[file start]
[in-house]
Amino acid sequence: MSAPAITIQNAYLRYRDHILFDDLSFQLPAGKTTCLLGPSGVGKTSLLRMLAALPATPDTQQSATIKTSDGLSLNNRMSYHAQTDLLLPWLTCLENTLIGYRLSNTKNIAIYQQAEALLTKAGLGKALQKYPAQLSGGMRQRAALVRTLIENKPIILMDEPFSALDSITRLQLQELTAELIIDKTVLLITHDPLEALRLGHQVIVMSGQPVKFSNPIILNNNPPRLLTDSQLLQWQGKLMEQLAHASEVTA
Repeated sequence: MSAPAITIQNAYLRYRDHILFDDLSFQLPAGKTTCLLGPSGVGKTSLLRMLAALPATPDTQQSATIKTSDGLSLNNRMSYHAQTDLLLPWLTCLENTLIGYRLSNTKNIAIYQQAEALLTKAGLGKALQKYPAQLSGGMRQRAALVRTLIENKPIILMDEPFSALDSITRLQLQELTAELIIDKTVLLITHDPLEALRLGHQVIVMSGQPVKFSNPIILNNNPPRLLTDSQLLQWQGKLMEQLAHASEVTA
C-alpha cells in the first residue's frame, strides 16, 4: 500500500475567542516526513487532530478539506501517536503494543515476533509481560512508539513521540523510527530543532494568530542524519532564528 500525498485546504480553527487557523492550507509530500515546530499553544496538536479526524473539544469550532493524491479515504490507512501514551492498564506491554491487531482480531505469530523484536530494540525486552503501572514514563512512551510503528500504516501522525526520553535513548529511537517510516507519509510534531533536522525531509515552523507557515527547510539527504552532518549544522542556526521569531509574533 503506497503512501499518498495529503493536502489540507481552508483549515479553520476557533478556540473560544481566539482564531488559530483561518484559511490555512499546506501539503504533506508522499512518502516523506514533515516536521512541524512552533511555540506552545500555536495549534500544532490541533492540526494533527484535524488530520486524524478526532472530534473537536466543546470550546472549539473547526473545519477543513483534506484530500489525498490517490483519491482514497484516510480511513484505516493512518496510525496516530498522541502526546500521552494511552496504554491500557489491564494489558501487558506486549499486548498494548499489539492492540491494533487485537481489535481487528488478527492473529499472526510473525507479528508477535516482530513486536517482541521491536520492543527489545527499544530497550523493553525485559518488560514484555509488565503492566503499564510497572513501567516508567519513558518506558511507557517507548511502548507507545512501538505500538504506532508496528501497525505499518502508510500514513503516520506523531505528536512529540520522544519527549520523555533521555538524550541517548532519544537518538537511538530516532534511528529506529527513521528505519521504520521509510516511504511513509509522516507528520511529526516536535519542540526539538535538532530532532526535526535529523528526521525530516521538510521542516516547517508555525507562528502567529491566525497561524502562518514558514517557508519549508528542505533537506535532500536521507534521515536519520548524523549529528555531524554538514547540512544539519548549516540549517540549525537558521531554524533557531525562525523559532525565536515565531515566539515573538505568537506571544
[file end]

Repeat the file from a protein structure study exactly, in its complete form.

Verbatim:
[in-house]
Amino acid sequence: MSAPAITIQNAYLRYRDHILFDDLSFQLPAGKTTCLLGPSGVGKTSLLRMLAALPATPDTQQSATIKTSDGLSLNNRMSYHAQTDLLLPWLTCLENTLIGYRLSNTKNIAIYQQAEALLTKAGLGKALQKYPAQLSGGMRQRAALVRTLIENKPIILMDEPFSALDSITRLQLQELTAELIIDKTVLLITHDPLEALRLGHQVIVMSGQPVKFSNPIILNNNPPRLLTDSQLLQWQGKLMEQLAHASEVTA
Repeated sequence: MSAPAITIQNAYLRYRDHILFDDLSFQLPAGKTTCLLGPSGVGKTSLLRMLAALPATPDTQQSATIKTSDGLSLNNRMSYHAQTDLLLPWLTCLENTLIGYRLSNTKNIAIYQQAEALLTKAGLGKALQKYPAQLSGGMRQRAALVRTLIENKPIILMDEPFSALDSITRLQLQELTAELIIDKTVLLITHDPLEALRLGHQVIVMSGQPVKFSNPIILNNNPPRLLTDSQLLQWQGKLMEQLAHASEVTA
C-alpha cells in the first residue's frame, strides 16, 4: 500500500475567542516526513487532530478539506501517536503494543515476533509481560512508539513521540523510527530543532494568530542524519532564528 500525498485546504480553527487557523492550507509530500515546530499553544496538536479526524473539544469550532493524491479515504490507512501514551492498564506491554491487531482480531505469530523484536530494540525486552503501572514514563512512551510503528500504516501522525526520553535513548529511537517510516507519509510534531533536522525531509515552523507557515527547510539527504552532518549544522542556526521569531509574533 503506497503512501499518498495529503493536502489540507481552508483549515479553520476557533478556540473560544481566539482564531488559530483561518484559511490555512499546506501539503504533506508522499512518502516523506514533515516536521512541524512552533511555540506552545500555536495549534500544532490541533492540526494533527484535524488530520486524524478526532472530534473537536466543546470550546472549539473547526473545519477543513483534506484530500489525498490517490483519491482514497484516510480511513484505516493512518496510525496516530498522541502526546500521552494511552496504554491500557489491564494489558501487558506486549499486548498494548499489539492492540491494533487485537481489535481487528488478527492473529499472526510473525507479528508477535516482530513486536517482541521491536520492543527489545527499544530497550523493553525485559518488560514484555509488565503492566503499564510497572513501567516508567519513558518506558511507557517507548511502548507507545512501538505500538504506532508496528501497525505499518502508510500514513503516520506523531505528536512529540520522544519527549520523555533521555538524550541517548532519544537518538537511538530516532534511528529506529527513521528505519521504520521509510516511504511513509509522516507528520511529526516536535519542540526539538535538532530532532526535526535529523528526521525530516521538510521542516516547517508555525507562528502567529491566525497561524502562518514558514517557508519549508528542505533537506535532500536521507534521515536519520548524523549529528555531524554538514547540512544539519548549516540549517540549525537558521531554524533557531525562525523559532525565536515565531515566539515573538505568537506571544